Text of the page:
The backup routine for MS SQL Server includes various repetitive tasks that require a lot of time and attention. Fortunately, there are built-in Microsoft SQL Server tools that can automate many of these steps and simplify your daily routine. This article discusses those built-in tools, while also showing how to use CloudBerry software for MS SQL Server automatic backup.
Table of Contents
Using Built-In Tools
MS SQL Server Backup Automation
One option is to use SQL Server Agent to create a backup script and configure a schedule for SQL Server automatic backup.
You can use SQL Server Agent for backup jobs scheduling if you are running any of the SQL Server commercial editions. A free SQL Express does not have Agent feature.
For this article, we will use T-SQL scripts as examples. You can test them using Query Analyzer in SQL Server Management Studio, or use them as a backup step in SQL Server Agent. You will also need to enable SQL Server Agent, since it is disabled by default. You can enable it by opening the navigation tree for SQL Server Management Studio, right-clicking and choosing Start.
We suggest creating virtual “backup devices” in SQL Server Agent, which allow you to distribute the data from several tasks into files. SQL uses a “devices” concept for any backup job, and you can use the files on a disk drive, tape drives, etc. as a “device.” If you are using a disk drive, you can create a separate logical device for any file, and this file can include multiple backups.
The first step in this process is to create the logical device "full_backups," which will represent target file “C:\BackupRepository\sql_full.bak.” You can do that using these commands:
USE TestDB ; GO EXEC sp_addumpdevice 'disk', 'full_backups', 'C:\BackupRepository\sql_full.bak' ; GO
Replace “TestDB” in the example above with the name you want to use for your database. Create at least one backup device per every backup schedule (e.g. daily, weekly, monthly, etc.).
You can also set up backup devices from the GUI by navigating in the menu to Server Objects - Backup Devices.
Now we are ready to create a backup. Choose the desired database in SQL Server Management Studio, right-click, and select Tasks - Back Up:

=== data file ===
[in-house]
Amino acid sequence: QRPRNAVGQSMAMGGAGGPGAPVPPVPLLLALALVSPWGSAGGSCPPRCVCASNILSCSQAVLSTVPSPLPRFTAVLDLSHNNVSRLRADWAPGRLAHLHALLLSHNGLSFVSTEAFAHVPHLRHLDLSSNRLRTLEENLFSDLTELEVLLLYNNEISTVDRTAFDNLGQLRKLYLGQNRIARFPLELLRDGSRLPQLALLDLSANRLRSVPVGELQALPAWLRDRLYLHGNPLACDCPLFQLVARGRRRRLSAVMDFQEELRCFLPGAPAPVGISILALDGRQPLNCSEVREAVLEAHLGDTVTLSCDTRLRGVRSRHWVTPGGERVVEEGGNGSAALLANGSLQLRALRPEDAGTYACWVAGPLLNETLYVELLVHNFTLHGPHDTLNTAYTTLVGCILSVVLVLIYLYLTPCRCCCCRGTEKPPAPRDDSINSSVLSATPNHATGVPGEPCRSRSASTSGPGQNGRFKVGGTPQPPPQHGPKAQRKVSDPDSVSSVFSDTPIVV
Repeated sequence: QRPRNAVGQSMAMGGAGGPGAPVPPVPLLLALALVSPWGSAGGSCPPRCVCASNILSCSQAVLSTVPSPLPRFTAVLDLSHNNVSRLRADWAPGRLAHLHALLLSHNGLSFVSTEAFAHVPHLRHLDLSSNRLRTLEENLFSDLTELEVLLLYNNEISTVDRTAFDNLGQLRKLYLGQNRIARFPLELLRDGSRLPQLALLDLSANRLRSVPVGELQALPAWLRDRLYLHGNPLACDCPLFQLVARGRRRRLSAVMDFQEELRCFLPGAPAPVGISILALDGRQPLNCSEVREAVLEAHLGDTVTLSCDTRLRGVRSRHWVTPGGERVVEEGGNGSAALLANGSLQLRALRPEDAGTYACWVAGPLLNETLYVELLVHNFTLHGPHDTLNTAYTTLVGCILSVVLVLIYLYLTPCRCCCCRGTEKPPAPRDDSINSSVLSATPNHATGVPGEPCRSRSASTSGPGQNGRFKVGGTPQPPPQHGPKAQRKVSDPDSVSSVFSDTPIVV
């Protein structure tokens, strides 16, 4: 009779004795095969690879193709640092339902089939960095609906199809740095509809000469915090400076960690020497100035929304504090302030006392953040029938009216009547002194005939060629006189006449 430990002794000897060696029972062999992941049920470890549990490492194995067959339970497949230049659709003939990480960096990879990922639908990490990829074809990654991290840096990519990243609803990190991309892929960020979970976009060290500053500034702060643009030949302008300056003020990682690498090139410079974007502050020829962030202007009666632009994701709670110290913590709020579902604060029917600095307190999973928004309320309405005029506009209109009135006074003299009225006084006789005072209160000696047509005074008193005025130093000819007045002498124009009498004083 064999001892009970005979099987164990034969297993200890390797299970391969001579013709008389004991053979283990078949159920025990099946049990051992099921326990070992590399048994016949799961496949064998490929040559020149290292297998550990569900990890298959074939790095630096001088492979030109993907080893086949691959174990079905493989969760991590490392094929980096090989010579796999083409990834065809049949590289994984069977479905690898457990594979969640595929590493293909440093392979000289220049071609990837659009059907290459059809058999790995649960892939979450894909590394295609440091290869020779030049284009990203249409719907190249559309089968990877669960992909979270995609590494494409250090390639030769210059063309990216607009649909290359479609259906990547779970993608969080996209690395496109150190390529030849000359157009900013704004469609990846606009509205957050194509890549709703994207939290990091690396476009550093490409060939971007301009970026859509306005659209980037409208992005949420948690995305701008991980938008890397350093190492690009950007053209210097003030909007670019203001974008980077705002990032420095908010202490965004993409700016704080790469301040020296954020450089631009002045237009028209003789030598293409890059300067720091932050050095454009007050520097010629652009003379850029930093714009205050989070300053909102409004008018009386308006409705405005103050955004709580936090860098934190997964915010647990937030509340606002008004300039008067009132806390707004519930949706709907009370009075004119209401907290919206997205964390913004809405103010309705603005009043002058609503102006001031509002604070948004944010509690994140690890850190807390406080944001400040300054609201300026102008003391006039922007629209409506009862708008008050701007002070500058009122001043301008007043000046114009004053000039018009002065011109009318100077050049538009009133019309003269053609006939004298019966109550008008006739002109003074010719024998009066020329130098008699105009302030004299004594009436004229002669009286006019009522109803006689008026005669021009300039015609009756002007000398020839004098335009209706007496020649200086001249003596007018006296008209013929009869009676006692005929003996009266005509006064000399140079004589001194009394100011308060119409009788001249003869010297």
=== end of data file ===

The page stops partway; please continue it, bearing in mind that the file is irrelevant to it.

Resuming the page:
Next, in the backup job settings window, click Script Action to Job in the Script drop-down menu in order to automatically generate the script for SQL Server Agent:
Type necessary job name and go to the Steps tab. You will find generated script here.
Click Edit to review the script:
Modify the script if necessary - here is a quick description of the options:
- "TestDB" - target database name.
- "diff_backups" - replace with one or more previously created devices. If one of them is full or unavailable, SQL will use the others.
- WITH - contains one or more of these options:
- COMPRESSION | NO_COMPRESSION - specify whether SQL should use compression.
- ENCRYPTION - you can instruct SQL to encrypt the data using ALGORITHM and SERVER CERTIFICATE.
- DESCRIPTION - small user note for the particular backup.
- DIFFERENTIAL - allows you to create a differential database backup that contains only the data changed since the last full backup run.
You can set additional options and error-handling rules by going to the Advanced tab:
Once you are done configuring the above settings, return to the job settings and click the Schedules tab to create a recurring task. Choose the running occurrence, select desired days, and type the desired schedule plan name.
Finally, confirm the changes you made and configure notifications on the corresponding tab, if necessary.
Your backup job is now created. You can test it by clicking Start Job at Step in the context menu of the target backup job.
MS SQL Server Backup Verification